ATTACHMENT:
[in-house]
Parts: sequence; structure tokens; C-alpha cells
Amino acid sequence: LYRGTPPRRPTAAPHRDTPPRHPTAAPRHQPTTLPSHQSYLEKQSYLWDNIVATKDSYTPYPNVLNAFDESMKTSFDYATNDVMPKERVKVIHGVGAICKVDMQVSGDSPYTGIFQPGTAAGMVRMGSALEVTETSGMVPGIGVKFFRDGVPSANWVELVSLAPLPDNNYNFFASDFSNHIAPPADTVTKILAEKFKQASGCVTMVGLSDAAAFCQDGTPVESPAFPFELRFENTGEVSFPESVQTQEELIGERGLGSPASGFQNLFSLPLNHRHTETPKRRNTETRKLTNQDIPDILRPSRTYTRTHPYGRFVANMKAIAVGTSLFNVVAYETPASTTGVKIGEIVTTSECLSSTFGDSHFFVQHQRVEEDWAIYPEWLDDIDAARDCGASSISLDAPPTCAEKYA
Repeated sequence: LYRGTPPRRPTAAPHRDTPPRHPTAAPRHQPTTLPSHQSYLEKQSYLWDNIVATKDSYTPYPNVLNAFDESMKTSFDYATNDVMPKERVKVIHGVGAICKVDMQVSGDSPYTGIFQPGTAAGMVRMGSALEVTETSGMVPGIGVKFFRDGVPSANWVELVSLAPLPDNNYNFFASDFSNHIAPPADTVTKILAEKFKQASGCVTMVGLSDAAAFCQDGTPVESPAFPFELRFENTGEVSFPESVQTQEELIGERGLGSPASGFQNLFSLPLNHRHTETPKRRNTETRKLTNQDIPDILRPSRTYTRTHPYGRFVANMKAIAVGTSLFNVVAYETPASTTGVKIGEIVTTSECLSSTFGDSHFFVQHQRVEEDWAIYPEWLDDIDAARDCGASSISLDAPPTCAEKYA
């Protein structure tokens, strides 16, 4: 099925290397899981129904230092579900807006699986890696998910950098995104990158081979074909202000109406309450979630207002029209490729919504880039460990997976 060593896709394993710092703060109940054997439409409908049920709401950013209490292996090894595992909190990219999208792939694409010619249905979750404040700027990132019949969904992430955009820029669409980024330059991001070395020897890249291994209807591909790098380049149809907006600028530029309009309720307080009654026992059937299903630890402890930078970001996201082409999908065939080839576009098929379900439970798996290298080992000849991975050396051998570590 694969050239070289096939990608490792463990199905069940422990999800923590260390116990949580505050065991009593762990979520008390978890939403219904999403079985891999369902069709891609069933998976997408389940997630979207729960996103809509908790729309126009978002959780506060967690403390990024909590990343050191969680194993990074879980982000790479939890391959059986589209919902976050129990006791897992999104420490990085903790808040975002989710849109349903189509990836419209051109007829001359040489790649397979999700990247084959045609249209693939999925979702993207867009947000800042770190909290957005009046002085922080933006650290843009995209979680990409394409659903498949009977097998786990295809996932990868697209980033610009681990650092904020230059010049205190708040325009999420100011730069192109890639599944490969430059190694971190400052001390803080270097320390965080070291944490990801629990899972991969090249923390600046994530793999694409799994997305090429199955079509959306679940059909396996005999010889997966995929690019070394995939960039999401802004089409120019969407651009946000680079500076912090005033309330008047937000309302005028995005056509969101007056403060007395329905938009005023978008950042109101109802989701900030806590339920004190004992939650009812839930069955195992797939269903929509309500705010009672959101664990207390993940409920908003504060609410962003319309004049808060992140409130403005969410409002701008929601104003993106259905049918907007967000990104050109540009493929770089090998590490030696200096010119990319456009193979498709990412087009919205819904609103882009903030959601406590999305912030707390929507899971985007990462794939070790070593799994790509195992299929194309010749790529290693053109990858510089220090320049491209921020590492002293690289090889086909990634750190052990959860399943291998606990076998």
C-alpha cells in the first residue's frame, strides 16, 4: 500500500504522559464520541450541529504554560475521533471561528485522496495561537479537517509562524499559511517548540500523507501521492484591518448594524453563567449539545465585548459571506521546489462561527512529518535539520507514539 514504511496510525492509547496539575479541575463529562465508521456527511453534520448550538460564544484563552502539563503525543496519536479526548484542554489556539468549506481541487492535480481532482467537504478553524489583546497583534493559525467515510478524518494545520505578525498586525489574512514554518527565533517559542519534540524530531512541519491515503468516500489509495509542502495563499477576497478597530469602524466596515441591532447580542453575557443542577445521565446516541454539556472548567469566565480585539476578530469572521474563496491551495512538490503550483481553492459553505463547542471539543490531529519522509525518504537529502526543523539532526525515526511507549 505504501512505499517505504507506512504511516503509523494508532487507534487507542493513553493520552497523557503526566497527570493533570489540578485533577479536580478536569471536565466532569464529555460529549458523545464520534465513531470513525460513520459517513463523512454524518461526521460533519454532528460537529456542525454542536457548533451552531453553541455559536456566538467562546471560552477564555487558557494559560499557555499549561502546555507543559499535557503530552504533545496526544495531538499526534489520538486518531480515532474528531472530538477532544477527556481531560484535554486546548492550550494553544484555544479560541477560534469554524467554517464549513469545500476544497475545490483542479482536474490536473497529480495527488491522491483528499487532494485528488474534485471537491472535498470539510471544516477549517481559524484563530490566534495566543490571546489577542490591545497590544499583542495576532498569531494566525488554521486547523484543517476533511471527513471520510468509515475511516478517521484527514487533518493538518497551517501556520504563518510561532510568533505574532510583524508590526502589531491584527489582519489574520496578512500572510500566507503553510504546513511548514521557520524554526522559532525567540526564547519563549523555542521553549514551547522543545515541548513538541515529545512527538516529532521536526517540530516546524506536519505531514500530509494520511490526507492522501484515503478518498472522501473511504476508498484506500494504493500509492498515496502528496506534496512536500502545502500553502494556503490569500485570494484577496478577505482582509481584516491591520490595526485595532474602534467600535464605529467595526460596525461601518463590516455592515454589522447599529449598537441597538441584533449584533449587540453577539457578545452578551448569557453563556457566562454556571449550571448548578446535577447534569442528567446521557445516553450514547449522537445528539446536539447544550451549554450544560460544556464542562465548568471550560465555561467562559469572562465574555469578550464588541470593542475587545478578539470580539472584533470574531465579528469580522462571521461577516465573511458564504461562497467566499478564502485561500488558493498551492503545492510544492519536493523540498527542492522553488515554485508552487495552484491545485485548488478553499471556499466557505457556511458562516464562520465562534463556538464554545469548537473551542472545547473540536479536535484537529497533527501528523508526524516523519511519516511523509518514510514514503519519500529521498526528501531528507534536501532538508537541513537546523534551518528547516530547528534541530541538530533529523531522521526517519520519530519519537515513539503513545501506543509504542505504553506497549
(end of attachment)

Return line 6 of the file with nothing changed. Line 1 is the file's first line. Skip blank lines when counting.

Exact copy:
C-alpha cells in the first residue's frame, strides 16, 4: 500500500504522559464520541450541529504554560475521533471561528485522496495561537479537517509562524499559511517548540500523507501521492484591518448594524453563567449539545465585548459571506521546489462561527512529518535539520507514539 514504511496510525492509547496539575479541575463529562465508521456527511453534520448550538460564544484563552502539563503525543496519536479526548484542554489556539468549506481541487492535480481532482467537504478553524489583546497583534493559525467515510478524518494545520505578525498586525489574512514554518527565533517559542519534540524530531512541519491515503468516500489509495509542502495563499477576497478597530469602524466596515441591532447580542453575557443542577445521565446516541454539556472548567469566565480585539476578530469572521474563496491551495512538490503550483481553492459553505463547542471539543490531529519522509525518504537529502526543523539532526525515526511507549 505504501512505499517505504507506512504511516503509523494508532487507534487507542493513553493520552497523557503526566497527570493533570489540578485533577479536580478536569471536565466532569464529555460529549458523545464520534465513531470513525460513520459517513463523512454524518461526521460533519454532528460537529456542525454542536457548533451552531453553541455559536456566538467562546471560552477564555487558557494559560499557555499549561502546555507543559499535557503530552504533545496526544495531538499526534489520538486518531480515532474528531472530538477532544477527556481531560484535554486546548492550550494553544484555544479560541477560534469554524467554517464549513469545500476544497475545490483542479482536474490536473497529480495527488491522491483528499487532494485528488474534485471537491472535498470539510471544516477549517481559524484563530490566534495566543490571546489577542490591545497590544499583542495576532498569531494566525488554521486547523484543517476533511471527513471520510468509515475511516478517521484527514487533518493538518497551517501556520504563518510561532510568533505574532510583524508590526502589531491584527489582519489574520496578512500572510500566507503553510504546513511548514521557520524554526522559532525567540526564547519563549523555542521553549514551547522543545515541548513538541515529545512527538516529532521536526517540530516546524506536519505531514500530509494520511490526507492522501484515503478518498472522501473511504476508498484506500494504493500509492498515496502528496506534496512536500502545502500553502494556503490569500485570494484577496478577505482582509481584516491591520490595526485595532474602534467600535464605529467595526460596525461601518463590516455592515454589522447599529449598537441597538441584533449584533449587540453577539457578545452578551448569557453563556457566562454556571449550571448548578446535577447534569442528567446521557445516553450514547449522537445528539446536539447544550451549554450544560460544556464542562465548568471550560465555561467562559469572562465574555469578550464588541470593542475587545478578539470580539472584533470574531465579528469580522462571521461577516465573511458564504461562497467566499478564502485561500488558493498551492503545492510544492519536493523540498527542492522553488515554485508552487495552484491545485485548488478553499471556499466557505457556511458562516464562520465562534463556538464554545469548537473551542472545547473540536479536535484537529497533527501528523508526524516523519511519516511523509518514510514514503519519500529521498526528501531528507534536501532538508537541513537546523534551518528547516530547528534541530541538530533529523531522521526517519520519530519519537515513539503513545501506543509504542505504553506497549